Starting just north of the Canadian border, I crossed the International Bridge and headed through Michigan’s Upper Peninsula to the famous Mackinac Bridge. As I pulled up to the toll booth, I was ready to apologize to the operator for not having correct change when she said, “The driver in front of you paid your fare.” I was shocked and asked, “Why would they do that?” and the toll booth operator shrugged her shoulders and said, “It’s an act of random kindness. And the driver asked you to drive safely and have a good trip.”

This small and generous gesture had its intended effect:  my heart completely swelled and I felt like all was right with the world.

An hour later I headed toward Traverse City to attend a reading of the fantastic memoir I had just read (Bootstrapper, by Mardi Jo Link, a Michigan writer). I was running late and kicking myself for not getting an earlier start. This part of the drive follows along the shores of Lake Michigan and is postcard gorgeous. But since I was afraid of being late for the event, I barreled along at top speed past the pottery shop, the cherry orchards, the farm stands, and the wineries where I usually love to stop.

As I reached the venue, I resigned myself to the fact that I would be walking in 15 minutes late. However, I quickly learned that the event schedule had changed, and now I was an hour early. I had time to enjoy lunch in a spot overlooking the entire bay before returning to the venue. The reading was lots of fun, the author was just as kindhearted and smart as she appeared in her book. and I had a great chat with her.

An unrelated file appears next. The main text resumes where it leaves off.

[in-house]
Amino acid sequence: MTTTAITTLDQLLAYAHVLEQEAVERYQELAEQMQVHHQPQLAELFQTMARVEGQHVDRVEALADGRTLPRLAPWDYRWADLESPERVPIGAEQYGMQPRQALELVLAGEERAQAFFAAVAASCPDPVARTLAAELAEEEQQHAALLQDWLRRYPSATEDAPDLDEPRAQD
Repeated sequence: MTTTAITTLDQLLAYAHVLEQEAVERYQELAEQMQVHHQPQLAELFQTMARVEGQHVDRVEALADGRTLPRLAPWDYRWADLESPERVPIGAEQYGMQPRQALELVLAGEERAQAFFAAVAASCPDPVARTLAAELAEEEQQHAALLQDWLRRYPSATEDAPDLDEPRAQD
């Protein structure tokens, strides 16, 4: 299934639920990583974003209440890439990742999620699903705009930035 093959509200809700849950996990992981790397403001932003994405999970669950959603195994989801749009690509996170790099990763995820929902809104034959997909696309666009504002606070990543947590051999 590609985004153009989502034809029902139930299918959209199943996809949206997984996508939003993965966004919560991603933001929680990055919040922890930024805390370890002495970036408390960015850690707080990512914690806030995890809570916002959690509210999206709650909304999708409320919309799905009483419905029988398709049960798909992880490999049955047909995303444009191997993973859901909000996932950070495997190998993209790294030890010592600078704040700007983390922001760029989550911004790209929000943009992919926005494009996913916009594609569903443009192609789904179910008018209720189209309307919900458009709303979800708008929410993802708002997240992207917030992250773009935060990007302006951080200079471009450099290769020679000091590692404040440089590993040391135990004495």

As I left Traverse City and bumbled along a country highway through farmland and forest and canoe bases and small towns, I wished that I had had a chance to pick up some produce and wine from the region. Far further downstate I stopped at a gas station with a big store featuring lots of things to do with guns, hunting, beer drinking and…. a lovely selection of wines from the Traverse City region. I happily chose a few while waiting for the freshly brewed coffee that the clerk had put on just as I walked in.

Further down the road I came upon the most picturesque farmer’s market I had ever seen, and I gathered up peaches, plums, apples, giant cauliflower, oblong tomatoes, multihued peppers, and candy onions, After paying for these and loading up the car, I headed on the last stretch to Chicago.

Perhaps I’m easy to please, but this long day of driving down the length of this Great Lakes state, tuning into local radio stations along the way, felt charmed and beautiful and very much like a very good day.

This very simple recipe is elevated by the quality of its seasonal ingredients, making beautiful use of all those ripe tomatoes you have in your garden or just picked up at the farmers’ market. It’s super healthy because it really doesn’t need dressing; the ripe tomatoes and all of the flavors just meld into a celebration of summer.

6-8 Ripe summer tomatoes, thinly sliced  (no need to peel or remove seeds)

2 Sweet or Vidalia onions, very thinly sliced

2 Cucumbers, peeled if not organic, very thinly sliced

Salt

Fresh ground pepper

A bit of chopped fresh basil, dill, or parsley if desired

Layer the bottom of a large salad bowl with cucumber slices.  Follow with onion slices, then layer on tomato slices. Generously season with salt, pepper, and herbs if you are using. Continue layering in this order until all ingredients are used. Chill in the refrigerator for about two hours to allow flavors to blend.